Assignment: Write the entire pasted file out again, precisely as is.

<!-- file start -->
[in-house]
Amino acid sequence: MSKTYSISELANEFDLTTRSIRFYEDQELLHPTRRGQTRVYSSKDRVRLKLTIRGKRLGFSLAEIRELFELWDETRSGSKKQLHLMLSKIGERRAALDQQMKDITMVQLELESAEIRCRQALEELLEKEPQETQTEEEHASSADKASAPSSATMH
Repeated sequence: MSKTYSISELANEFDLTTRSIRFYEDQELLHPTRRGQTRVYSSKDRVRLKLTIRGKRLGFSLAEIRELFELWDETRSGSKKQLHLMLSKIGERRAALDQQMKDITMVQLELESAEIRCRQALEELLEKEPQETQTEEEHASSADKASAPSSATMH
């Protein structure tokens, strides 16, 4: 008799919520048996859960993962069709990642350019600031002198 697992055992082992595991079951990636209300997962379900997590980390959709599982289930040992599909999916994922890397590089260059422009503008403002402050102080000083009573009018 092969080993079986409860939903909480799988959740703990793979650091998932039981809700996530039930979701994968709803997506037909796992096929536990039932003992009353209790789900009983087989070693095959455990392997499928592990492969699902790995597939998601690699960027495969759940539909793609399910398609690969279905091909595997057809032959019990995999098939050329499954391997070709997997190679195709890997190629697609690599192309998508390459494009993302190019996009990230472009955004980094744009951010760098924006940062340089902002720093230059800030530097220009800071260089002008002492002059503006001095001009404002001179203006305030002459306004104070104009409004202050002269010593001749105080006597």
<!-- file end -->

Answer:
[in-house]
Amino acid sequence: MSKTYSISELANEFDLTTRSIRFYEDQELLHPTRRGQTRVYSSKDRVRLKLTIRGKRLGFSLAEIRELFELWDETRSGSKKQLHLMLSKIGERRAALDQQMKDITMVQLELESAEIRCRQALEELLEKEPQETQTEEEHASSADKASAPSSATMH
Repeated sequence: MSKTYSISELANEFDLTTRSIRFYEDQELLHPTRRGQTRVYSSKDRVRLKLTIRGKRLGFSLAEIRELFELWDETRSGSKKQLHLMLSKIGERRAALDQQMKDITMVQLELESAEIRCRQALEELLEKEPQETQTEEEHASSADKASAPSSATMH
């Protein structure tokens, strides 16, 4: 008799919520048996859960993962069709990642350019600031002198 697992055992082992595991079951990636209300997962379900997590980390959709599982289930040992599909999916994922890397590089260059422009503008403002402050102080000083009573009018 092969080993079986409860939903909480799988959740703990793979650091998932039981809700996530039930979701994968709803997506037909796992096929536990039932003992009353209790789900009983087989070693095959455990392997499928592990492969699902790995597939998601690699960027495969759940539909793609399910398609690969279905091909595997057809032959019990995999098939050329499954391997070709997997190679195709890997190629697609690599192309998508390459494009993302190019996009990230472009955004980094744009951010760098924006940062340089902002720093230059800030530097220009800071260089002008002492002059503006001095001009404002001179203006305030002459306004104070104009409004202050002269010593001749105080006597």